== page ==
| | Monday, July 6, 2009

On Friday, July 10 at 7 pm, Northtown Books welcomes Ursula Osbourne, who will talk about her translation of Heinrich F. Liebrecht's memoir, Not To Hate But To Love, That Is What I Am Here For: My Path Through The Hell Of The Third Reich.

She recently talked to the Times-Standard about the book:
Liebrecht became a friend of Osborne's parents in Hamburg, after she and her two younger siblings had been sent to safety in England. Her parents were fortunate: In 1941 they obtained a U.S. visa and left Germany, among the very last Jews to escape Nazi-occupied Europe. For Liebrecht and his family, the border was sealed.

A long search for legal and illegal escape proved futile for Liebrecht, his wife, Lies, and their infant daughter, Eva-Maria. Liebrecht was arrested. Lies placed Eva-Maria with a trusted friend, then committed suicide.

During interrogations, Liebrecht endured brutal beatings and near starvation until he was sent to the concentration camp Theresienstadt. There, as was to prove true throughout his entire ordeal, he found inspiration. Even though many -- Germans and prisoners alike -- sank to subhuman levels, others displayed courage and humanity amid the deprivation and disorder.

”Despite these miserable circumstances,” Liebrecht wrote, “the accomplishments
by camp inmates are as worthy of remembrance as any other honorable acts of this war.”

Physicians stemmed the tide of epidemics, youth leaders schooled children, and workers of all descriptions strove to improve physical conditions. Musicians, writers and other artists, along with philosophers and clergy, nurtured spiritual and artistic enlightenment.

Among them was the kind-hearted chief rabbi of Germany, Dr. Leo Baeck, to whom Liebrecht, a Jew who converted to Catholicism, was most grateful. It was Baeck's philosophical lectures that were known for their depth and clarity that helped him stay connected to faith and reason -- reason to stay alive.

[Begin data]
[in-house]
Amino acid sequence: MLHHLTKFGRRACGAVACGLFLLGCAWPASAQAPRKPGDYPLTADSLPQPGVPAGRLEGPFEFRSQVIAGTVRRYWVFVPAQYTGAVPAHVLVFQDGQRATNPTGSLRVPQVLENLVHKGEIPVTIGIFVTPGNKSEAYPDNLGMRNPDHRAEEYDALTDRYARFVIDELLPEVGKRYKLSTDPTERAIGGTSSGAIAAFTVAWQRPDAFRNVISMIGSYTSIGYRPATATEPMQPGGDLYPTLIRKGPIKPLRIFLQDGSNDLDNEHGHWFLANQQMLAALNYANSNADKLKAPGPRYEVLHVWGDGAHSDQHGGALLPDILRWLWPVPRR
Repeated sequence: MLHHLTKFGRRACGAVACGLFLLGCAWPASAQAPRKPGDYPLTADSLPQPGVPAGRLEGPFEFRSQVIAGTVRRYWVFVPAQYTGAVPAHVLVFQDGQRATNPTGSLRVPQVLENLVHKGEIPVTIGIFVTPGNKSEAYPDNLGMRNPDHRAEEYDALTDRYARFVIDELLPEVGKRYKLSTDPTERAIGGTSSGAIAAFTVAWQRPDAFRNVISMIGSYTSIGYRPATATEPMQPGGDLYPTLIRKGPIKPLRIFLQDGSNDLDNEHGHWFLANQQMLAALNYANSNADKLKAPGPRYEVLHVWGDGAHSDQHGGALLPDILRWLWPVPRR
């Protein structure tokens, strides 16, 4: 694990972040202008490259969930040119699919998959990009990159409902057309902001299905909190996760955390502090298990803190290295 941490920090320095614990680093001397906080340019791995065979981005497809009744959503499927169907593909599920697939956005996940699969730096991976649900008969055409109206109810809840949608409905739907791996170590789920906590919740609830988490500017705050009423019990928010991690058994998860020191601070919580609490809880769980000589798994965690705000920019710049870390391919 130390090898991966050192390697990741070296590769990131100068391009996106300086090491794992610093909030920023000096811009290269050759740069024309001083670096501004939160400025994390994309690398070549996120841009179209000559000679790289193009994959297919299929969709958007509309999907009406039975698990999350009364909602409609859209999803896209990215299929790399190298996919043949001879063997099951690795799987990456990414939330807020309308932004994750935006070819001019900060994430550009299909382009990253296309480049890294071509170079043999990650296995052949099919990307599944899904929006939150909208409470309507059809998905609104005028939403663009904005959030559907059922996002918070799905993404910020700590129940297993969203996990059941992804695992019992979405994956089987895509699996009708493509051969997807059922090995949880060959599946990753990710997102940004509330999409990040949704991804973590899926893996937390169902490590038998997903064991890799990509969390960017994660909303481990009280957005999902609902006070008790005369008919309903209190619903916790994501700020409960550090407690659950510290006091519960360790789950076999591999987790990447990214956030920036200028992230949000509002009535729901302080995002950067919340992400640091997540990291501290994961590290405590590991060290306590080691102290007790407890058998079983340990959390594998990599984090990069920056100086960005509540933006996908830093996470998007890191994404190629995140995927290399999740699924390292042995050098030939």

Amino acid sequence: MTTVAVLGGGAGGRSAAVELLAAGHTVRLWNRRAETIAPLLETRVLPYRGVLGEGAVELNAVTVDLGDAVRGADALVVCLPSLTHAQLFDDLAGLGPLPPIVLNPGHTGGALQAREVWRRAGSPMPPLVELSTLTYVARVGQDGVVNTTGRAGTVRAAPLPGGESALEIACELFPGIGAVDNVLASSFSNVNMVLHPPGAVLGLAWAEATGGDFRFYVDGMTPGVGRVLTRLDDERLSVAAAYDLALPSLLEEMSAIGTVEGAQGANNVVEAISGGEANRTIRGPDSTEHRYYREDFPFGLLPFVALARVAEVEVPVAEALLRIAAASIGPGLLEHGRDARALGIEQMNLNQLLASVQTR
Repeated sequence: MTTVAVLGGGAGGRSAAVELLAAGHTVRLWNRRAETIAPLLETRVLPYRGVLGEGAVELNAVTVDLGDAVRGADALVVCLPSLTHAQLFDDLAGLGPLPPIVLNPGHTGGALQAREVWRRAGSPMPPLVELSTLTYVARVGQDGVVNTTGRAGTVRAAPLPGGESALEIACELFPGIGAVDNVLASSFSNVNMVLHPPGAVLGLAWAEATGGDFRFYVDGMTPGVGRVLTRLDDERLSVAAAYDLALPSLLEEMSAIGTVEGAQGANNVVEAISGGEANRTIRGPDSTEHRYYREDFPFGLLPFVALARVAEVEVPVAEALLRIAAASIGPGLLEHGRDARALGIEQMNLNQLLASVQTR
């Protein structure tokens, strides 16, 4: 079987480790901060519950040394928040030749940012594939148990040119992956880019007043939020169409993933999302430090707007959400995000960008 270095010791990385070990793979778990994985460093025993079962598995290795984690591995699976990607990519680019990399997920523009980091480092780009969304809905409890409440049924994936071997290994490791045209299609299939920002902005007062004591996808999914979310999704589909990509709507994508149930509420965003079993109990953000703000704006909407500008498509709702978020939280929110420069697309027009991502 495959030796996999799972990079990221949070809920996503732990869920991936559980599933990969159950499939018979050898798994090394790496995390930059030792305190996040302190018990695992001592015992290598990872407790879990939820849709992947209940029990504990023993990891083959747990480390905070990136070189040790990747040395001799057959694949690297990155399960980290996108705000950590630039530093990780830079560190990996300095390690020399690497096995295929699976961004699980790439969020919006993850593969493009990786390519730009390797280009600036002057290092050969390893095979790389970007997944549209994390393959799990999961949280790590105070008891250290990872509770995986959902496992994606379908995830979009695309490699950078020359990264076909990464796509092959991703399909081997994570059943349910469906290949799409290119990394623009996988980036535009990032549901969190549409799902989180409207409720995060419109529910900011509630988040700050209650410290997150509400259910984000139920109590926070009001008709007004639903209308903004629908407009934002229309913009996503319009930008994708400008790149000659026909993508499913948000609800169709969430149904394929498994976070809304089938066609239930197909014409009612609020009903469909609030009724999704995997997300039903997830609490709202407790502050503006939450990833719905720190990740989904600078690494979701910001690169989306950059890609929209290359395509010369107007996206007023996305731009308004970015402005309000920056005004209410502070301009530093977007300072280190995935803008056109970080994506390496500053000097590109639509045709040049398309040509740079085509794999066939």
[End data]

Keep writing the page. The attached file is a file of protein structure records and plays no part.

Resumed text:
”That is where the wellsprings of our strength lay, that is where the conviction grew that we still had some kind of calling,” he wrote. “From here came the impulse to really endure, and the belief that we were able to do so.”

Liebrecht's mother arrived in the camp, unwell but content to spend her last days near her son. Later, his toddler daughter and her caretaker also arrived at Theresienstadt, affording a brief family reunion before Liebrecht's mother died in the infirmary.

Eva-Maria -- whom most at the camp endearingly called “little fawn” -- became sickly when the caretaker was sent to Auschwitz. Again, the determined effort of a fellow camp inmate, a nurse named Böszi, helped the child recover and thrive.

The family's next destination was Auschwitz, where father and daughter were separated. Liebrecht was among the men who avoided the gas ovens and was sent to hard labor at yet another camp -- but only after a dehumanizing physical inspection by the infamous SS physician Josef Mengele.

Life for the survivors was one of unending burden.